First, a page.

The best thing about Kremlin posters is that as soon as you voice something they have to mention the US.
Their awe and love for the US is truly great and I commend them for their love of their fellow men.
I think people are stuck in a time warp of 40-50 years ago when the only people that wanted to "save the earth" were pot smokers. These days it's scientists and most of the developed world. Some people are just behind the times.
2nd, point to the evidence "at my house 8 years ago...." has zero basis in fact and as thus can be completely disregarded.
There have been many threads about global warming in this off-topic forum, and it usually has the pro-global warming saying "give me a study to back up your claims or gtfo." Now we have this thread with no evidence, just 1 subjective observation from somewhere in Canada...
It's just that I know from experience that the next step for some folks here is to enact ridiculous "green policies" that will destroy the world economy.
Last edited by Diurdi; 2013-01-15 at 12:14 PM.
Last edited by Diurdi; 2013-01-15 at 12:20 PM.
But to answer what I think is your question: Yes, when I consider what's economically viable I also take a look into the far future. That said, any economic gain in the future is worth much, much less than the same gain right now.
"No man no, peak oil is a scam, we are not running out of oil, my father and one of my brothers are mining engineers and worked/works for major oil companies, they know their stuff, when asked about peak oil my father always relates the story of a professor claiming (in the 60s) oil would run out in the 80s and exactly the same thing happened to my brother in the late 90s, but the endtime was around 2010 this time lol. Prophets of doom always have and always will exist. People need to think critically. Even Spain has found oil bro."
Oil is not running out and peak oil prophets have always been wrong. Will we run out of oil? no. Will we run out of cheap oil? So far, for the next 50 years no. Technology is key. Fracking, economically viable fracking that is, was something unthinkable in the 70s, but look now, it's booming. In 20 years we will see a boom in Venezuela and Canada. Same with gas btw.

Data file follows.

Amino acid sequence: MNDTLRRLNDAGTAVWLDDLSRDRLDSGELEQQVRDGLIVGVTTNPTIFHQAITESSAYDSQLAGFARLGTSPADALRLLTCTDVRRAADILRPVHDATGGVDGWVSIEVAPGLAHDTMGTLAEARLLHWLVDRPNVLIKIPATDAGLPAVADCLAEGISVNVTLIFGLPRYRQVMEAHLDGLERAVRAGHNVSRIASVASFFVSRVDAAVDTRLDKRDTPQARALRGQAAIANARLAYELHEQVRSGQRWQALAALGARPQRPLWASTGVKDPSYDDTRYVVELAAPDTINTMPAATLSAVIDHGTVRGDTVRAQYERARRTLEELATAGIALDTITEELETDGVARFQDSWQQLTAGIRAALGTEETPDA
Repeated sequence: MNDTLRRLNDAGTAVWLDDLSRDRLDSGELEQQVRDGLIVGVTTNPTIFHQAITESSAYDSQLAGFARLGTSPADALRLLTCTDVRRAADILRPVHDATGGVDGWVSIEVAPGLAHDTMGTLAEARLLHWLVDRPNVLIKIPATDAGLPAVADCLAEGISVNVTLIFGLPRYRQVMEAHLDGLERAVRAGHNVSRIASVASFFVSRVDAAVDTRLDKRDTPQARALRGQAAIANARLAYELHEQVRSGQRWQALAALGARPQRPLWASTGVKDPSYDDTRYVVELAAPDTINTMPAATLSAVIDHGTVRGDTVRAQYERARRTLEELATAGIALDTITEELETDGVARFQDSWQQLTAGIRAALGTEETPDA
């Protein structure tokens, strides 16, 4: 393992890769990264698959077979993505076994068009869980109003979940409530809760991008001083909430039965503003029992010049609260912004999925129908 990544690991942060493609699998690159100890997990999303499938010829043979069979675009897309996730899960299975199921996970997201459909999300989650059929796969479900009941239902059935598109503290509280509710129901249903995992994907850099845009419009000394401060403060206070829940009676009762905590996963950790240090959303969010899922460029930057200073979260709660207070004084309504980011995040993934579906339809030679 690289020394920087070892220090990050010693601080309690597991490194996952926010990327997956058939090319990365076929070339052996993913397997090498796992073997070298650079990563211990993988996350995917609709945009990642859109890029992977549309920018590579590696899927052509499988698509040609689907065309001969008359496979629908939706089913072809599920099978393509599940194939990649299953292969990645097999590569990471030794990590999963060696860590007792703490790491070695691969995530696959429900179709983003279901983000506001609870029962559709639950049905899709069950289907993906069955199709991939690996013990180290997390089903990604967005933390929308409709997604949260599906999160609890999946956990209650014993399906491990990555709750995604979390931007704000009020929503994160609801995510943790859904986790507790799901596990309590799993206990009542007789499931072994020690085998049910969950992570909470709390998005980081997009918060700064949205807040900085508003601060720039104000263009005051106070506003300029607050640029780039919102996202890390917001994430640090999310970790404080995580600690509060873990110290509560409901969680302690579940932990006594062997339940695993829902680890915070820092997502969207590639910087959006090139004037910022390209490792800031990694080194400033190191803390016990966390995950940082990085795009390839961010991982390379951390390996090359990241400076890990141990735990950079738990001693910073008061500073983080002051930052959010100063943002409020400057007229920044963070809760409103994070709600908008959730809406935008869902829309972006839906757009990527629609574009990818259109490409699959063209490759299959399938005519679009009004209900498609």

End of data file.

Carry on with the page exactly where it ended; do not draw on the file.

I think many people fail to look at the history of oil. There have been many occasions when the known oil reserves have been seriously low (especially late 19th century and early 20th century). Yet surprisingly as our methods improved, we were able to find more of it and use it more efficiently.
The market price of oil just doesn't reflect the peak oil hysteria that you sometimes see. And the guys who involve themselves in the oil market are the producers who have inside information about future oil supply, as well as oil users who know the demand side. Oil prices aren't going to spike because we run out of oil in the ground, they might spike because of politics or some huge accidents/catastrophes.
Using anecdotes to jump to conclusions by acting as though the argument that oil will run out depends on "a (random unnamed) professor claiming".relates the story of a professor claiming (in the 60s) oil would run out in the 80s and exactly the same thing happened to my brother in the late 90s
Agree it's not very scientifical, but when your leftist greeny prophets start retreating then it's time to call a spade a spade:
http://www.guardian.co.uk/commentisf...ong?intcmp=122 that comes from a rabid anti-oiler.
We have gone from "we are running out of oil" to "oil is plenty but man don't you think about the trees!"
---------- Post added 2013-01-15 at 02:57 PM ----------
There are probably a lot of poorly made ones out there that are indeed to gouge you for your money, but look out for the ones with warranties and guarantees. They're probably going to hold themselves to a much higher standard of quality and lasting power if people will actually hold them to that promise of quality.
This proves that "peak oil is a scam, we are not running out of oil", how? It is impossible to argue against the fact that we will run out of oil.In 1975 MK Hubbert, a geoscientist working for Shell who had correctly predicted the decline in US oil production, suggested that global supplies could peak in 1995. In 1997 the petroleum geologist Colin Campbell estimated that it would happen before 2010.